<35>The garden represents Dakshinacharan’s wife’s subtle defiance of her husband’s Western values.  In this restorative space she can regain some of her former vitality despite being an invalid.  Not surprisingly, Dakshinacharan locates this garden as the space where his hauntings begin (when he repeats with his second wife a scene that had occurred with his first wife).  One evening, Dakshinacharan helps his invalid wife down to her favorite seat in that garden.  He observes that he would have liked to place her head on his knee, but being aware that she would be embarrassed by such an open show of affection, brings a pillow instead.  His recounting of this detail draws attention to his sensitivity in placing her wishes above his desire.  However, once they are settled, he quickly forgets her distaste for romance as he gives in to his feelings.  Moved by the beauty of the moonlit evening, he declares: "I will never forget your love" (265).  Although intended as a declaration of undying love, this remark implies that he thinks of her as already dead, and shows that he is imagining a future in which he must remind himself of her love.  She responds with laughter, which he interprets as gentle irony: "My wife laughed.  There was embarrassment, pleasure, and disbelief in that laugh, and the sharpness of ridicule.  Through her laugh, she seemed to say 'Never forget? That is impossible and I don't expect it'" (265).  What she may have actually thought is never revealed, since Dakshinacharan speaks for her by interpreting her facial expressions and body language, but does not recount her words.  In this instance, he interprets her laugh as seeming both to belittle his fantasy of a love that will last forever, and to release him from having to love her forever.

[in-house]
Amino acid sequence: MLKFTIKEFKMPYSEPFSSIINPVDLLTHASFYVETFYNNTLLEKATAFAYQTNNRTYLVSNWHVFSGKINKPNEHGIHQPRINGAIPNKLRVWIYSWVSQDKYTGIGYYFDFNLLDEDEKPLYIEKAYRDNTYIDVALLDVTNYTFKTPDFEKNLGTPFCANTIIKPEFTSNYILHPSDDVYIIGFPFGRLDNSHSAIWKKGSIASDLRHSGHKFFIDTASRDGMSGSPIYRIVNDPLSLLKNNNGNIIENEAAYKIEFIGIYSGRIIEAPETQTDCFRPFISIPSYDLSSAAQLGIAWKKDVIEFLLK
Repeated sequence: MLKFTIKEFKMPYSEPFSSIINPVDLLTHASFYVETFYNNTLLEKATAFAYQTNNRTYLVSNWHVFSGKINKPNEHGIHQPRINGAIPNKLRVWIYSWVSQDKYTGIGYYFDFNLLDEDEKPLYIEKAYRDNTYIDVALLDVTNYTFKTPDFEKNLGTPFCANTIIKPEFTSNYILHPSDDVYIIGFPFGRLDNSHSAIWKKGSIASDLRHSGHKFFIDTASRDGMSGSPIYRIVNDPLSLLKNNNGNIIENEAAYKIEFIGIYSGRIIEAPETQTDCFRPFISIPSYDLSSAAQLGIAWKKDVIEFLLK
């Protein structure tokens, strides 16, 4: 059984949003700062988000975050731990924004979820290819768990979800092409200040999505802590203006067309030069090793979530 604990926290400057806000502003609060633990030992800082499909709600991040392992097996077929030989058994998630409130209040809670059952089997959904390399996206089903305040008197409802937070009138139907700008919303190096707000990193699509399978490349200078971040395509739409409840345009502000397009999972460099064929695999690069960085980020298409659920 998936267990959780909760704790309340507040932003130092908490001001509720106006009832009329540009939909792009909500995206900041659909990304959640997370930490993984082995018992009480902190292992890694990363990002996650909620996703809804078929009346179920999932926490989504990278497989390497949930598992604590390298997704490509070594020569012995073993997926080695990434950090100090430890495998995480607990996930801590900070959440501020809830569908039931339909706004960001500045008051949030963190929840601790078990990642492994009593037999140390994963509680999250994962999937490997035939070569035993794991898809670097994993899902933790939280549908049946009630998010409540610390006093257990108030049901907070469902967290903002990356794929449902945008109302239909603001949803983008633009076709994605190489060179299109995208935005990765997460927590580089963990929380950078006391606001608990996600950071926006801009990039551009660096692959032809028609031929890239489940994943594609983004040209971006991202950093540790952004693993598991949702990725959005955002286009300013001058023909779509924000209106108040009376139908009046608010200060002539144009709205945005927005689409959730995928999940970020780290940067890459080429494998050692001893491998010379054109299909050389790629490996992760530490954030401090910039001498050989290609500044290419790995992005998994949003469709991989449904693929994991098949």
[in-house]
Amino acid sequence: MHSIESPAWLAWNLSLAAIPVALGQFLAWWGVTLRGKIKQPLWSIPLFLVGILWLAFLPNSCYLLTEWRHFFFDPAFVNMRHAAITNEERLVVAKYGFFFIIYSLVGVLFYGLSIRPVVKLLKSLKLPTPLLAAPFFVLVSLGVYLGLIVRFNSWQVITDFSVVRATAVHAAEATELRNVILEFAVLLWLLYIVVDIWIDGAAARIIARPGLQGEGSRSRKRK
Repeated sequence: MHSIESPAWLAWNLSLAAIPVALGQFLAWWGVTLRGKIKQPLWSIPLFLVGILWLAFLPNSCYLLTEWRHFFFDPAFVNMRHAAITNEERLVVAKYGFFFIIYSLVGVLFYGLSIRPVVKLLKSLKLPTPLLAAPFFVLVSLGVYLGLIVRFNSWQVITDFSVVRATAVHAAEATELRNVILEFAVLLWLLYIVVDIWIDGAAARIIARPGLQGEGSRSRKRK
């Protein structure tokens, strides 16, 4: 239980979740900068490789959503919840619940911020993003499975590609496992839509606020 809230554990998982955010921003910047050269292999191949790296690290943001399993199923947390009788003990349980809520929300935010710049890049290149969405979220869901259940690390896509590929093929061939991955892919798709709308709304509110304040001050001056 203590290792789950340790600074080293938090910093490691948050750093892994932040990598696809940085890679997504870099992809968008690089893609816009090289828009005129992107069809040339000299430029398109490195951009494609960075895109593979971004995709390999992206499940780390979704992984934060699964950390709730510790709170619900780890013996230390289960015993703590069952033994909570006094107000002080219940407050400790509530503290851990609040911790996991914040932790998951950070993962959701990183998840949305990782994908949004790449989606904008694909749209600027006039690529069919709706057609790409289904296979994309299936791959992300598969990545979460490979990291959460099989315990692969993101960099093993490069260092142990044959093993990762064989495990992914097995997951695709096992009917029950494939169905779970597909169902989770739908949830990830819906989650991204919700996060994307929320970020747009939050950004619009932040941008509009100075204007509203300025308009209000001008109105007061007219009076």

<36>When it becomes obvious that she would remain an invalid for the remainder of her life, Dakshinacharan's wife pragmatically advises him to marry a second wife.  Her "permission" for him to seek a polygamous marriage liberates him from the self-imposed role of devoted attendant.  He acknowledges that this role was becoming increasingly onerous, especially after he meets Monorama, the youthful and unwed daughter of his wife's doctor.  According to Monorama's father, Doctor Haran, she is still unwed because he is too fond a father and too particular about his choice of a potential husband for her.  However, Dakshinacharan admits hearing rumors that her astrological charts deem her unlucky, which has interfered with marriage plans.  The fact that Dakshinacharan has discovered these details about Monorama implies his intention to consider her for marriage, while the doctor's modern decision to bring his daughter out of seclusion in Dakshinacharan's presence hints at matchmaking.  Just fifteen years old, Monorama is more malleable than Dakshinacharan's first wife, and more receptive to his views: "She was as lovely as she was cultured.  That's why occasionally when we had been chatting on many different subjects, I would lose track of time and would be late in returning home to give my wife her medicine" (264).